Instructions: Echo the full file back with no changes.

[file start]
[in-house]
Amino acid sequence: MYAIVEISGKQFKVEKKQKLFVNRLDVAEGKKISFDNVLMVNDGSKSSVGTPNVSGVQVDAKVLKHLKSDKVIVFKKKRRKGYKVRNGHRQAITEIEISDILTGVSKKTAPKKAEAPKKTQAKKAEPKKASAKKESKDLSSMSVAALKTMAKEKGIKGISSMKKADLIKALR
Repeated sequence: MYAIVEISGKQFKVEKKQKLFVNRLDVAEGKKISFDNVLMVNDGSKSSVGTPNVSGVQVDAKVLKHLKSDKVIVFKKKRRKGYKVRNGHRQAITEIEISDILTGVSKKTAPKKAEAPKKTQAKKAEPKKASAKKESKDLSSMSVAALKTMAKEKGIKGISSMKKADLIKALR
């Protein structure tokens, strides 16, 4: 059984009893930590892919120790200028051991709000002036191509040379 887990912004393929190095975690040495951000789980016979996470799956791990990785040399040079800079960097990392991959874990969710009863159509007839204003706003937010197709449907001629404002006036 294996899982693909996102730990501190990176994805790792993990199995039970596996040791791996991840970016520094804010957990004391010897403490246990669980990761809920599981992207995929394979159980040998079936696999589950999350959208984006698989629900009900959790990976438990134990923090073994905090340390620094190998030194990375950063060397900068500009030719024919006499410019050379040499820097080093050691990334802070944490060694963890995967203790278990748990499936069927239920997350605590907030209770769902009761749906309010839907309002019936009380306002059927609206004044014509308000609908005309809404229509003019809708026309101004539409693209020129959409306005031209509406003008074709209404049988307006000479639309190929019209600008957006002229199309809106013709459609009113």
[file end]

[in-house]
Amino acid sequence: MYAIVEISGKQFKVEKKQKLFVNRLDVAEGKKISFDNVLMVNDGSKSSVGTPNVSGVQVDAKVLKHLKSDKVIVFKKKRRKGYKVRNGHRQAITEIEISDILTGVSKKTAPKKAEAPKKTQAKKAEPKKASAKKESKDLSSMSVAALKTMAKEKGIKGISSMKKADLIKALR
Repeated sequence: MYAIVEISGKQFKVEKKQKLFVNRLDVAEGKKISFDNVLMVNDGSKSSVGTPNVSGVQVDAKVLKHLKSDKVIVFKKKRRKGYKVRNGHRQAITEIEISDILTGVSKKTAPKKAEAPKKTQAKKAEPKKASAKKESKDLSSMSVAALKTMAKEKGIKGISSMKKADLIKALR
């Protein structure tokens, strides 16, 4: 059984009893930590892919120790200028051991709000002036191509040379 887990912004393929190095975690040495951000789980016979996470799956791990990785040399040079800079960097990392991959874990969710009863159509007839204003706003937010197709449907001629404002006036 294996899982693909996102730990501190990176994805790792993990199995039970596996040791791996991840970016520094804010957990004391010897403490246990669980990761809920599981992207995929394979159980040998079936696999589950999350959208984006698989629900009900959790990976438990134990923090073994905090340390620094190998030194990375950063060397900068500009030719024919006499410019050379040499820097080093050691990334802070944490060694963890995967203790278990748990499936069927239920997350605590907030209770769902009761749906309010839907309002019936009380306002059927609206004044014509308000609908005309809404229509003019809708026309101004539409693209020129959409306005031209509406003008074709209404049988307006000479639309190929019209600008957006002229199309809106013709459609009113």